Connecting people is valuable. We know it, you know it. So why are community builders burning out and not making enough money to get by? Why are they wasting time growing free communities in the hopes that one day they’ll be able to start charging their worth?
Today’s guest, Tatiana Figueiredo, runs businessofcommunity.co. She teaches people how to scale their communities into actual businesses while avoiding burnout, long hours, and sleazy sales tactics. She’s all about helping others create engaging, sustainable communities without the fear of charging for their work.
It was a blast talking to Tatiana and we ended up covering a lot of ground. You’ll learn about the three levels of connection you need in a community and how to balance them out. We put our psychoanalyst hats on and talk about childhood experiences and how they might lead to an interest in bringing people together. We also dissect the freemium model for communities and why, most of the time, it fails.
Tune in to get the scoop on Jillian’s new book… title. The Friendship Funnel, coming to a bookstore near you?
Tatiana Figueiredo is a community business strategist, teacher and founder of The Business of Community, a learning organization helping community founders scale values-driven community businesses.
With varied expertise in sales, software product management and community building, Tatiana has helped a diverse group of community businesses perfect their business models, community experience and grow sustainable businesses.
She is drawn to building community because a lack of belonging is a problem she has experienced and has had to solve for herself, firstly when her family immigrated to the US from Brazil when she was 10.
She loves reading, birdwatching, hosting dinner parties and living in Brooklyn.
In This Episode
- Avoiding burnout while managing online communities
- Why our childhood experiences may lead to an interest in building communities as adults
- The three levels of connection every community needs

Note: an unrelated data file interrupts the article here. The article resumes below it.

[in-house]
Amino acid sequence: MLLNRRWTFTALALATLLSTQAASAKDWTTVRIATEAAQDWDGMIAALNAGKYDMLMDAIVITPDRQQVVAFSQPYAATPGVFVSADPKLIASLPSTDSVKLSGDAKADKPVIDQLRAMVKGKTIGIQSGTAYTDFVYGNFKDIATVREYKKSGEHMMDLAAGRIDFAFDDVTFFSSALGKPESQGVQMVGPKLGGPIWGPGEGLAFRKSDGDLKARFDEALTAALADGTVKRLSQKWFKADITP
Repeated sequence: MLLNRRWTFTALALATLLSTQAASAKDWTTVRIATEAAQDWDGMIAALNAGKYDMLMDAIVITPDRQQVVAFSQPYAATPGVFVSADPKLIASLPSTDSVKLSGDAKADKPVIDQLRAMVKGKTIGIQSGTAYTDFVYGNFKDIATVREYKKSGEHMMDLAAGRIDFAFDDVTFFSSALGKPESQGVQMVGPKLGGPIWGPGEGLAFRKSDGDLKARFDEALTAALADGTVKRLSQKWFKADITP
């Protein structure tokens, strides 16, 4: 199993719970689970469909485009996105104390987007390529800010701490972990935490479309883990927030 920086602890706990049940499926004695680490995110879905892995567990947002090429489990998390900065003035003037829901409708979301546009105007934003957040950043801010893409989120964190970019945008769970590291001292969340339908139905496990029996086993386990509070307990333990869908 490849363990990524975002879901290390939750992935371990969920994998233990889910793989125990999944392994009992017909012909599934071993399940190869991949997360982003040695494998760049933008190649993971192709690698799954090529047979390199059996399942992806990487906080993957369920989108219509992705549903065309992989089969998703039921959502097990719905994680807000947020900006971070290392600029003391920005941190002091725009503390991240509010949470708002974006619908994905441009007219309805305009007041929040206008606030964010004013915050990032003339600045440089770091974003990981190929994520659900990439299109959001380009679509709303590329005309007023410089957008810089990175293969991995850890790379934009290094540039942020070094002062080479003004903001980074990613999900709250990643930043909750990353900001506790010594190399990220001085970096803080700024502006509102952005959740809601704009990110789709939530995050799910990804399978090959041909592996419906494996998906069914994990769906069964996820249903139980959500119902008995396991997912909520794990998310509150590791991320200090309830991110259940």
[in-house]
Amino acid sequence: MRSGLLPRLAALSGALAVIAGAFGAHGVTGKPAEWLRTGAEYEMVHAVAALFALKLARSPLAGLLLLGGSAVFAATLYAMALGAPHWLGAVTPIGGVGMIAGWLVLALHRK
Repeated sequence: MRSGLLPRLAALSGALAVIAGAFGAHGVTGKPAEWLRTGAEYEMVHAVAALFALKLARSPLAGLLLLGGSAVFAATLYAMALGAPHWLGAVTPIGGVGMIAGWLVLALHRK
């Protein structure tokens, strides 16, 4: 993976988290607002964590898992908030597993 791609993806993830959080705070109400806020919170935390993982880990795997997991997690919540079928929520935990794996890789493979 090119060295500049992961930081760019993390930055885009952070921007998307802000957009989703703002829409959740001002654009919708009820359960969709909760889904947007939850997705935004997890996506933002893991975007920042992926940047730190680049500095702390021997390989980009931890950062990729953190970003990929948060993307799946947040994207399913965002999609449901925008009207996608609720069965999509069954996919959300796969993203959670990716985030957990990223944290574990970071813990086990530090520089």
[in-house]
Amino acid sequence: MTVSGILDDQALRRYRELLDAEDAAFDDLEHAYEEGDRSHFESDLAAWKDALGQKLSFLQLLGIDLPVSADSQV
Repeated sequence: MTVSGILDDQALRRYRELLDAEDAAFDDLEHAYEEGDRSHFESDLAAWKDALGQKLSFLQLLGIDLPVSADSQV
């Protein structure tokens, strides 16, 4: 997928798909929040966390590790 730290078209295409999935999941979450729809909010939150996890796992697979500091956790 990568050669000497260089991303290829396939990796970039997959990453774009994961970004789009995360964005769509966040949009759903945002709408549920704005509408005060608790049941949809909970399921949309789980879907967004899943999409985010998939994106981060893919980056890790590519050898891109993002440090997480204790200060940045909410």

- Balancing big group and one-on-one experiences
- The steps of building and encouraging one-on-one connections within a community
- The value of connection and how to price your community
- Why the freemium model doesn’t work for online communities
- Pricing add-ons and making it easier for team members to join a community together
- Communities versus social networks
The CX 043: The Freemium Model Doesn’t Work in Community with Tatiana Figueiredo
Tatiana Figueiredo: I think that connecting people is valuable. My mission in life is to have that work be recognized and be paid for. A lot of people building these kinds of businesses are not charging enough and they're waiting for this future time when their audience is going to be big enough and what's actually happening is a lot of community founders are burning out. They're not making enough money and everyone thinks of community as something that should be free and it's not, it shouldn't, and you should charge what your worth is.
Jillian Benbow: Well, hello and welcome to this episode of The Community Experience podcast. I am your hostess, Jillian Benbow, and today, we are talking to somebody I kind of know, internet-friend-know, of course, because that's how it works now.
Today, I'm talking to Tatiana Figueiredo, whose last name I asked before we started recording, and then as I introduced her in the episode, I say it wrong immediately. Then I say something to be like, "Ugh." So you will hear that. You're in on the joke now because I am not hooked on phonics and I can't pronounce anything. So, apologies, Tatiana. Tatiana is amazing. She runs businessofcommunity.co, and she helps people learn how to make their community an actual business, and I love it. This is basically just two community friends having a conversation about things.